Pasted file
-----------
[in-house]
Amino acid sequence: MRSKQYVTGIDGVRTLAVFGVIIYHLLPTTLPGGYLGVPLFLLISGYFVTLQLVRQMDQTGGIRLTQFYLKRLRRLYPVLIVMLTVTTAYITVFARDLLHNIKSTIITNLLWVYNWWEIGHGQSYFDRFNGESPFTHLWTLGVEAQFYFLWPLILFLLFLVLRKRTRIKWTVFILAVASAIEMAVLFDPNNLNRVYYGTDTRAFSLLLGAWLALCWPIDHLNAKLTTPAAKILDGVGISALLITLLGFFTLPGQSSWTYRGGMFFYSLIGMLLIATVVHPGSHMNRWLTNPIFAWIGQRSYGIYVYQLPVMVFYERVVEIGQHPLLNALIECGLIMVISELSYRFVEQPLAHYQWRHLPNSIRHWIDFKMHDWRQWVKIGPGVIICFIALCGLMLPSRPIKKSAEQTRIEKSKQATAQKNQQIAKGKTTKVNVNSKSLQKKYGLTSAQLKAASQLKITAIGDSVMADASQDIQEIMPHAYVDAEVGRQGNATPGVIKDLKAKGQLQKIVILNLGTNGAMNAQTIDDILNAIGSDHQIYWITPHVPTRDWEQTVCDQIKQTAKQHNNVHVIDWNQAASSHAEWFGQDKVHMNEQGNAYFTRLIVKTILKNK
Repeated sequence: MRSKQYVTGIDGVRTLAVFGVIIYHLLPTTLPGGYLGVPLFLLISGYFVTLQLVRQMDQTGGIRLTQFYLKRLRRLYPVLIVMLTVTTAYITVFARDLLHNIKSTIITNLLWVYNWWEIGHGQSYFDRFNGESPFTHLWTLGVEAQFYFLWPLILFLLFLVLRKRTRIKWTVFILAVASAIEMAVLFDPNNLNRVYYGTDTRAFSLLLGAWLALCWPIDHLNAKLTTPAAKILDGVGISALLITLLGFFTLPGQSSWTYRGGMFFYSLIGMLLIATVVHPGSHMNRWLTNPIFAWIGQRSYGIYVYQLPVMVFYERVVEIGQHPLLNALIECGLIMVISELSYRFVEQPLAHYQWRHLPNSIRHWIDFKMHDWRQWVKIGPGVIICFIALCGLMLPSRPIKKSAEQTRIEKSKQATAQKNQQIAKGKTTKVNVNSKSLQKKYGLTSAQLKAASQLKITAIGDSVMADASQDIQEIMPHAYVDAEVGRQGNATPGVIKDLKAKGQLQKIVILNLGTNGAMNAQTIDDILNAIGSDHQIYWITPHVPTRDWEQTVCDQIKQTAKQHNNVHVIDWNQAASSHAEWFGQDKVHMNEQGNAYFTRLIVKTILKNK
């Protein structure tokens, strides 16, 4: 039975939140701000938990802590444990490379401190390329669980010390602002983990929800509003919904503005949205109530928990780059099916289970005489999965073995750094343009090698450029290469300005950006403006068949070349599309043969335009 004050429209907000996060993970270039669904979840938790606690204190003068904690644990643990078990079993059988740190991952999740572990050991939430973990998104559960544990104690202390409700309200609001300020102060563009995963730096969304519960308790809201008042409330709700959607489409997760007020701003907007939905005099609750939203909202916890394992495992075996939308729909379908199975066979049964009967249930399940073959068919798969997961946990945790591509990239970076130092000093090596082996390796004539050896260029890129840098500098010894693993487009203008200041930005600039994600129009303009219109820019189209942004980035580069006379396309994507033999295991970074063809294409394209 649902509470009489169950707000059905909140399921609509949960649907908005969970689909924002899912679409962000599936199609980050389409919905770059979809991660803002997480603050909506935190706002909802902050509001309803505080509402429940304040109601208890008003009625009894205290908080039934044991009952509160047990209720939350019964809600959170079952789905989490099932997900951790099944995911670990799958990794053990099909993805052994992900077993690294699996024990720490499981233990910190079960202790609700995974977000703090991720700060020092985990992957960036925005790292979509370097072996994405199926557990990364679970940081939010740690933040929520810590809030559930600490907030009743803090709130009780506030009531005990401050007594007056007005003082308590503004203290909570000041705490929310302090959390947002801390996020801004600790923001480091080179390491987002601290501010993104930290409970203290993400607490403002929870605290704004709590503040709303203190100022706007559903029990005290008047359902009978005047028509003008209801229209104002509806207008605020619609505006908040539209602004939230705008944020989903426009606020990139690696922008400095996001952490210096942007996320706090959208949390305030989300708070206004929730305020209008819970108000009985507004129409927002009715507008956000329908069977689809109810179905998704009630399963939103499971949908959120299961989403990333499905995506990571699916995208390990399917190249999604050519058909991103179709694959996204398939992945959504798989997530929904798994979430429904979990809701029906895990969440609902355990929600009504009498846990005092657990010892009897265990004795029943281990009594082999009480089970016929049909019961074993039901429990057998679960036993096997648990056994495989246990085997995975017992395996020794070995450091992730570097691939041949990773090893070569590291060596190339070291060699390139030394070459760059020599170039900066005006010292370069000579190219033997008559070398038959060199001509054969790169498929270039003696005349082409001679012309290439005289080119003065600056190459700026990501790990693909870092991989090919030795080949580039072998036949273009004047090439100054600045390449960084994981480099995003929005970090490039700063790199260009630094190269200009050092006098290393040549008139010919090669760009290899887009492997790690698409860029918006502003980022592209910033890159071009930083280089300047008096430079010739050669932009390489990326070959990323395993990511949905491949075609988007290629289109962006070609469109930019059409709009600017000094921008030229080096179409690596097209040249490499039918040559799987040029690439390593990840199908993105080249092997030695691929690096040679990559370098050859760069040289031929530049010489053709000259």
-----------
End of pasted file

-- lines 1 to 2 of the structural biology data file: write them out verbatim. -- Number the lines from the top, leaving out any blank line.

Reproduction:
[in-house]
Amino acid sequence: MRSKQYVTGIDGVRTLAVFGVIIYHLLPTTLPGGYLGVPLFLLISGYFVTLQLVRQMDQTGGIRLTQFYLKRLRRLYPVLIVMLTVTTAYITVFARDLLHNIKSTIITNLLWVYNWWEIGHGQSYFDRFNGESPFTHLWTLGVEAQFYFLWPLILFLLFLVLRKRTRIKWTVFILAVASAIEMAVLFDPNNLNRVYYGTDTRAFSLLLGAWLALCWPIDHLNAKLTTPAAKILDGVGISALLITLLGFFTLPGQSSWTYRGGMFFYSLIGMLLIATVVHPGSHMNRWLTNPIFAWIGQRSYGIYVYQLPVMVFYERVVEIGQHPLLNALIECGLIMVISELSYRFVEQPLAHYQWRHLPNSIRHWIDFKMHDWRQWVKIGPGVIICFIALCGLMLPSRPIKKSAEQTRIEKSKQATAQKNQQIAKGKTTKVNVNSKSLQKKYGLTSAQLKAASQLKITAIGDSVMADASQDIQEIMPHAYVDAEVGRQGNATPGVIKDLKAKGQLQKIVILNLGTNGAMNAQTIDDILNAIGSDHQIYWITPHVPTRDWEQTVCDQIKQTAKQHNNVHVIDWNQAASSHAEWFGQDKVHMNEQGNAYFTRLIVKTILKNK